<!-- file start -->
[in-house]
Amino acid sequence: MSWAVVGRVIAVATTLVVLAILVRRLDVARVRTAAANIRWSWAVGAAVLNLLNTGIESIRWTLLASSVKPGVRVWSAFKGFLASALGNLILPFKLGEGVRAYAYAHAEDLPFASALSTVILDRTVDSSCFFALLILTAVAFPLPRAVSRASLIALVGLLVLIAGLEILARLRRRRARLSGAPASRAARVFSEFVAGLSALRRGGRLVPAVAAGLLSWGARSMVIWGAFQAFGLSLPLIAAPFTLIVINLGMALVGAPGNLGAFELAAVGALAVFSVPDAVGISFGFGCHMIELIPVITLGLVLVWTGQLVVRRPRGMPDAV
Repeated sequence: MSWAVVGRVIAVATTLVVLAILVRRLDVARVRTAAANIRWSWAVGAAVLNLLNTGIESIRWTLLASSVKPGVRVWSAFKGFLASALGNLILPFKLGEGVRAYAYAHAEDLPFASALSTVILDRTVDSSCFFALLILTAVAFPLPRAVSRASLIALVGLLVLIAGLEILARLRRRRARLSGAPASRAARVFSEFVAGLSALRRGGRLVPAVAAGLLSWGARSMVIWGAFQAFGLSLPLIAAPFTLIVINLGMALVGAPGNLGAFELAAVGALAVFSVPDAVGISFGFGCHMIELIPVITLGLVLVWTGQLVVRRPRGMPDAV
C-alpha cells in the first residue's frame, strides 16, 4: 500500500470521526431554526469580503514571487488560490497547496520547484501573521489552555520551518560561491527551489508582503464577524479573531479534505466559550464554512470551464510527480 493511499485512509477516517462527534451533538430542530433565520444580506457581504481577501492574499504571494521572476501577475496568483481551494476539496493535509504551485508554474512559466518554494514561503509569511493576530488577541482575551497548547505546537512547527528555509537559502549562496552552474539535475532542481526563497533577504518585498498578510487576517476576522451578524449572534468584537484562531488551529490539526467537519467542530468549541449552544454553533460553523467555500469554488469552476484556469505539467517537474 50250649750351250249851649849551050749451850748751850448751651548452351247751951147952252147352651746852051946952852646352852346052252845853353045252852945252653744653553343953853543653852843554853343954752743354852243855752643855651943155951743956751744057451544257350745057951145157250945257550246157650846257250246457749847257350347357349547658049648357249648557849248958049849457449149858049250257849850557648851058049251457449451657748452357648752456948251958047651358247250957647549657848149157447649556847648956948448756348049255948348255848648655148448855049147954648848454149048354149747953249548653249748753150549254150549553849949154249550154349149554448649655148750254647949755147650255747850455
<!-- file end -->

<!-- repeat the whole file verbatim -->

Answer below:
[in-house]
Amino acid sequence: MSWAVVGRVIAVATTLVVLAILVRRLDVARVRTAAANIRWSWAVGAAVLNLLNTGIESIRWTLLASSVKPGVRVWSAFKGFLASALGNLILPFKLGEGVRAYAYAHAEDLPFASALSTVILDRTVDSSCFFALLILTAVAFPLPRAVSRASLIALVGLLVLIAGLEILARLRRRRARLSGAPASRAARVFSEFVAGLSALRRGGRLVPAVAAGLLSWGARSMVIWGAFQAFGLSLPLIAAPFTLIVINLGMALVGAPGNLGAFELAAVGALAVFSVPDAVGISFGFGCHMIELIPVITLGLVLVWTGQLVVRRPRGMPDAV
Repeated sequence: MSWAVVGRVIAVATTLVVLAILVRRLDVARVRTAAANIRWSWAVGAAVLNLLNTGIESIRWTLLASSVKPGVRVWSAFKGFLASALGNLILPFKLGEGVRAYAYAHAEDLPFASALSTVILDRTVDSSCFFALLILTAVAFPLPRAVSRASLIALVGLLVLIAGLEILARLRRRRARLSGAPASRAARVFSEFVAGLSALRRGGRLVPAVAAGLLSWGARSMVIWGAFQAFGLSLPLIAAPFTLIVINLGMALVGAPGNLGAFELAAVGALAVFSVPDAVGISFGFGCHMIELIPVITLGLVLVWTGQLVVRRPRGMPDAV
C-alpha cells in the first residue's frame, strides 16, 4: 500500500470521526431554526469580503514571487488560490497547496520547484501573521489552555520551518560561491527551489508582503464577524479573531479534505466559550464554512470551464510527480 493511499485512509477516517462527534451533538430542530433565520444580506457581504481577501492574499504571494521572476501577475496568483481551494476539496493535509504551485508554474512559466518554494514561503509569511493576530488577541482575551497548547505546537512547527528555509537559502549562496552552474539535475532542481526563497533577504518585498498578510487576517476576522451578524449572534468584537484562531488551529490539526467537519467542530468549541449552544454553533460553523467555500469554488469552476484556469505539467517537474 50250649750351250249851649849551050749451850748751850448751651548452351247751951147952252147352651746852051946952852646352852346052252845853353045252852945252653744653553343953853543653852843554853343954752743354852243855752643855651943155951743956751744057451544257350745057951145157250945257550246157650846257250246457749847257350347357349547658049648357249648557849248958049849457449149858049250257849850557648851058049251457449451657748452357648752456948251958047651358247250957647549657848149157447649556847648956948448756348049255948348255848648655148448855049147954648848454149048354149747953249548653249748753150549254150549553849949154249550154349149554448649655148750254647949755147650255747850455